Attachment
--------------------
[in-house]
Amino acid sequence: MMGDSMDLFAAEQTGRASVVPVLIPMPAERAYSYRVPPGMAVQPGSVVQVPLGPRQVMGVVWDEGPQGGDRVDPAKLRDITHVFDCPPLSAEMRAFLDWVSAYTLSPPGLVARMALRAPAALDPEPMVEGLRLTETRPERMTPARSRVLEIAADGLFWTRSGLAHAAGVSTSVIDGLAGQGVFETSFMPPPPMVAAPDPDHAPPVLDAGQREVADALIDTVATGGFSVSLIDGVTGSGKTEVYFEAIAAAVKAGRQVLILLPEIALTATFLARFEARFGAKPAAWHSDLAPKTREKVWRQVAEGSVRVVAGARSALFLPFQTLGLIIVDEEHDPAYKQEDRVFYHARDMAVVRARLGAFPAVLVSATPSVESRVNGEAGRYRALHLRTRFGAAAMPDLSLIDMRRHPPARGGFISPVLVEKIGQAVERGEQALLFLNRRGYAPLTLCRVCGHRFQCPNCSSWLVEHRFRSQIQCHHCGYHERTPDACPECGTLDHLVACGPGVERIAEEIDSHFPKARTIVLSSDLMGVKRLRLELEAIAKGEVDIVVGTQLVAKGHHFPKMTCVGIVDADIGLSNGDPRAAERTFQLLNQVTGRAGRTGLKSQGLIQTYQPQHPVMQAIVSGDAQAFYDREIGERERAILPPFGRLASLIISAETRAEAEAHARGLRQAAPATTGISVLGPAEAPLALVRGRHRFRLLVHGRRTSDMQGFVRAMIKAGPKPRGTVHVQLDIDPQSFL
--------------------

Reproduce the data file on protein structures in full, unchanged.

[in-house]
Amino acid sequence: MMGDSMDLFAAEQTGRASVVPVLIPMPAERAYSYRVPPGMAVQPGSVVQVPLGPRQVMGVVWDEGPQGGDRVDPAKLRDITHVFDCPPLSAEMRAFLDWVSAYTLSPPGLVARMALRAPAALDPEPMVEGLRLTETRPERMTPARSRVLEIAADGLFWTRSGLAHAAGVSTSVIDGLAGQGVFETSFMPPPPMVAAPDPDHAPPVLDAGQREVADALIDTVATGGFSVSLIDGVTGSGKTEVYFEAIAAAVKAGRQVLILLPEIALTATFLARFEARFGAKPAAWHSDLAPKTREKVWRQVAEGSVRVVAGARSALFLPFQTLGLIIVDEEHDPAYKQEDRVFYHARDMAVVRARLGAFPAVLVSATPSVESRVNGEAGRYRALHLRTRFGAAAMPDLSLIDMRRHPPARGGFISPVLVEKIGQAVERGEQALLFLNRRGYAPLTLCRVCGHRFQCPNCSSWLVEHRFRSQIQCHHCGYHERTPDACPECGTLDHLVACGPGVERIAEEIDSHFPKARTIVLSSDLMGVKRLRLELEAIAKGEVDIVVGTQLVAKGHHFPKMTCVGIVDADIGLSNGDPRAAERTFQLLNQVTGRAGRTGLKSQGLIQTYQPQHPVMQAIVSGDAQAFYDREIGERERAILPPFGRLASLIISAETRAEAEAHARGLRQAAPATTGISVLGPAEAPLALVRGRHRFRLLVHGRRTSDMQGFVRAMIKAGPKPRGTVHVQLDIDPQSFL